Where the students reside does not hinder a community from forming, either. The Gartner report states that a “learning community is a group of people linked by a shared interest that work collaboratively to fulfill the learning needs of the community members.” A logical approach to online learning, then, is to leverage the natural affinity of the learning group; using a tool designed around communities can be an important element in harnessing the value that comes out of group culture.

    For example, if a college or department already has a Clearvale network, an instructor teaching an online programming class could create a community named “Java Programming 101: Fall 2010.” The community would be a location dedicated to the class—a place to which classmates can come and easily exchange information with the teacher and with each other by using a variety of mechanisms: calendars, files, forums, photos and images, message boards, presentations, and even video. Additionally, students could create profiles that include photos, interests, and so forth so that classmates are not mere names on message boards. The following sections describe some of the community building benefits of these features.






    Listing important dates in a community calendar that students can see at any time is a simple way for instructors to help their students. And if students live near each other and want to meet or simply coordinate online activities, they can use the calendar to schedule these things.



    In an online environment, instructors and students rely on technology to post class information and homework assignments and to turn in completed projects. Using something like Clearvale’s DocuVault feature can make uploading and accessing files easier—right from within the learning community. Instructors need not worry about sending messages with assignments to incorrect email addresses or receiving bounce replies. And when a file is uploaded, community members can comment on or ask questions about it for others to see. For example, if an uploaded assignment is missing a page, a comment in the community can alert the instructor, who can fix it before receiving numerous emails stating the same thing.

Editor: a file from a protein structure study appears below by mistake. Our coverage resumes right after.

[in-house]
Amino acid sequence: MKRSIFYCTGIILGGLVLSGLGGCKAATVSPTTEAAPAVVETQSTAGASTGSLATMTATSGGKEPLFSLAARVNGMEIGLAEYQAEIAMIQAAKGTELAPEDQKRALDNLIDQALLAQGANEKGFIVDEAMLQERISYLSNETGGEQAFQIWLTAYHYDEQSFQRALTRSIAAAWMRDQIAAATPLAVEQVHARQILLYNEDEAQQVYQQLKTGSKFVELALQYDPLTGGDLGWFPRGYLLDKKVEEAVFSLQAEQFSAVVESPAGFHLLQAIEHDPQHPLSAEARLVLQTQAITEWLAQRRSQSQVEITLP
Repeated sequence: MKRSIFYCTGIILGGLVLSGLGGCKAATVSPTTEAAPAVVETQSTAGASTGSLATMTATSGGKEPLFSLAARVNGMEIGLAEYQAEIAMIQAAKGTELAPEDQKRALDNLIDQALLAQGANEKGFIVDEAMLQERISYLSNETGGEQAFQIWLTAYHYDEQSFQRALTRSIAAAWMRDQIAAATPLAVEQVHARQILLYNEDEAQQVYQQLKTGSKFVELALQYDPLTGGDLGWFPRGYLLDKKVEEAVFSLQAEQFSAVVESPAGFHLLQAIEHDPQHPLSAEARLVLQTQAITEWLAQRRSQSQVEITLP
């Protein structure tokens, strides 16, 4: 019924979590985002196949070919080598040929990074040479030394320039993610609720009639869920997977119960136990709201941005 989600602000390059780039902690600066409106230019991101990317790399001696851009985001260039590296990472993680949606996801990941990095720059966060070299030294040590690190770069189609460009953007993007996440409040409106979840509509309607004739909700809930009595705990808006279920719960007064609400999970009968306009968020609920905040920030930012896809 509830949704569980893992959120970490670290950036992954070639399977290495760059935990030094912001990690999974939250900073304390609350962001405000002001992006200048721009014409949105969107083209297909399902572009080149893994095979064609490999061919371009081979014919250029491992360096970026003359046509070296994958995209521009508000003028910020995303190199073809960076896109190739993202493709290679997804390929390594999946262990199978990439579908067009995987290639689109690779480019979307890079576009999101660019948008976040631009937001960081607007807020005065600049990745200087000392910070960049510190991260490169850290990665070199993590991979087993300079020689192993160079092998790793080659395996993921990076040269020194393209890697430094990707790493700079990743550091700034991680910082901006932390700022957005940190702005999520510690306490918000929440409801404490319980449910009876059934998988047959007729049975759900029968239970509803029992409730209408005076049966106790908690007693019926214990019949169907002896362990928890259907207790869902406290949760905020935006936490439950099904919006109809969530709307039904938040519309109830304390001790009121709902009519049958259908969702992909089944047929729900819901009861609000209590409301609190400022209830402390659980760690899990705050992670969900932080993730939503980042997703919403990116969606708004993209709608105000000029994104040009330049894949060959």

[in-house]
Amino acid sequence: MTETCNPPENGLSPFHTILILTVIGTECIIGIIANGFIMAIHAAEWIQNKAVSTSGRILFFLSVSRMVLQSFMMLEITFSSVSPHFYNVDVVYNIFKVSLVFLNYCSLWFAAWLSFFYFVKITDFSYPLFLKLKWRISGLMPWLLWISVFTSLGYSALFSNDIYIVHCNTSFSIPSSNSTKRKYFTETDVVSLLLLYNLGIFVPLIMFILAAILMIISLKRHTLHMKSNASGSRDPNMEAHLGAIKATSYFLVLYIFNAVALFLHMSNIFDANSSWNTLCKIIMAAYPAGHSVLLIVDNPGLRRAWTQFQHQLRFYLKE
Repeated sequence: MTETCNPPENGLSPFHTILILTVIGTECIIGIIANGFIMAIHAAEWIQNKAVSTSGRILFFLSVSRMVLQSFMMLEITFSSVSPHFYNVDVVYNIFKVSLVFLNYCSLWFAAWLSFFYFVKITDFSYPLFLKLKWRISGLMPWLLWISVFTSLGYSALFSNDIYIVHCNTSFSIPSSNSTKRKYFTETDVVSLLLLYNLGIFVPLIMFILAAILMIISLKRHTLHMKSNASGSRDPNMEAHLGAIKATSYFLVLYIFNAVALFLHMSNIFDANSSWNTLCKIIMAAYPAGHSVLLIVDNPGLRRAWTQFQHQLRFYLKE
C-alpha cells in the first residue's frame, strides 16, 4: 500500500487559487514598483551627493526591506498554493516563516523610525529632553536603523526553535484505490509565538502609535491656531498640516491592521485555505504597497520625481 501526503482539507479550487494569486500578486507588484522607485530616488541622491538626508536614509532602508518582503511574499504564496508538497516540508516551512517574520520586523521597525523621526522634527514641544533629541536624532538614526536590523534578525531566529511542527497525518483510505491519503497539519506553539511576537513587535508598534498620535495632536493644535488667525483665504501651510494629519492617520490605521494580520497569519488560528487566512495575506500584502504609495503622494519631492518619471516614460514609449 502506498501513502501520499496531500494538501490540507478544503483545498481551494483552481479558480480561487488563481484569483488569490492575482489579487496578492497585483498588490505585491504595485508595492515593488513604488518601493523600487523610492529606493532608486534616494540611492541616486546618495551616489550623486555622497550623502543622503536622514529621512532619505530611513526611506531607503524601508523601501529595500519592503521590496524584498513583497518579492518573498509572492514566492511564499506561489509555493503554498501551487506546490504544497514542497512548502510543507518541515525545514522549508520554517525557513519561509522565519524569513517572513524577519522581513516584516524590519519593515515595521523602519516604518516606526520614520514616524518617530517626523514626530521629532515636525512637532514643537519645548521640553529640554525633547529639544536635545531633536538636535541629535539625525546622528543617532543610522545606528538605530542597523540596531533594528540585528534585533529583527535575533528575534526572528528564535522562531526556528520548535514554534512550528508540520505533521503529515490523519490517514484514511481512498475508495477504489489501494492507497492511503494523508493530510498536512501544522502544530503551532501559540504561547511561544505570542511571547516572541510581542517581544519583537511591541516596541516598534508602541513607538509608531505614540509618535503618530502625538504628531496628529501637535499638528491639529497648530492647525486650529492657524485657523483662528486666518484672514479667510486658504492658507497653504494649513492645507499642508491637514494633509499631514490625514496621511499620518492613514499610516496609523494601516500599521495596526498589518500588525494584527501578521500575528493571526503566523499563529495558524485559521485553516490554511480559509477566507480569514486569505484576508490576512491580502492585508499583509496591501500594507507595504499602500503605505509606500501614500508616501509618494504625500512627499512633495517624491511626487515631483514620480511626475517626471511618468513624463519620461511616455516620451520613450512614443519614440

Forums offer an easy mechanism for students to exchange information with each other and to ask questions. Students can post comments or ask questions, and classmates can even rate the questions or responses. What is nice about having forums reside within a community is that students must go to the community to obtain class information anyway; not having to login to a separate forum to participate in class discussions can help encourage students to contribute to the online conversations; they can even view a video in the community and simultaneously comment on it in a forum.


    Message Boards

    Message boards are useful for short notes. For example, the instructor can use the message board within the class community to remind students about an upcoming holiday or a change in assignments. Message boards may not be the most crucial feature in a community, but they serve a community-building role—much like the bulletin boards in many neighborhood businesses do.


    Photos and Images

    Depending on the topic taught, photos and images can be useful learning tools. For example, an instructor teaching a Java course may want to post an image to illustrate the concept of object oriented design. Once posted, students can directly comment on the image and even start discussions.


    Presentations and Videos

    An instructor might want to use a PowerPoint presentation for some of the online class lectures, and Clearvale offers the ability to view presentations from within communities. Additionally, posting videos is easy too, so an instructor can create a video lecture and upload it for class members to see. Instructors can even give students assignments in which they must make their own videos to upload.


    Personal Profiles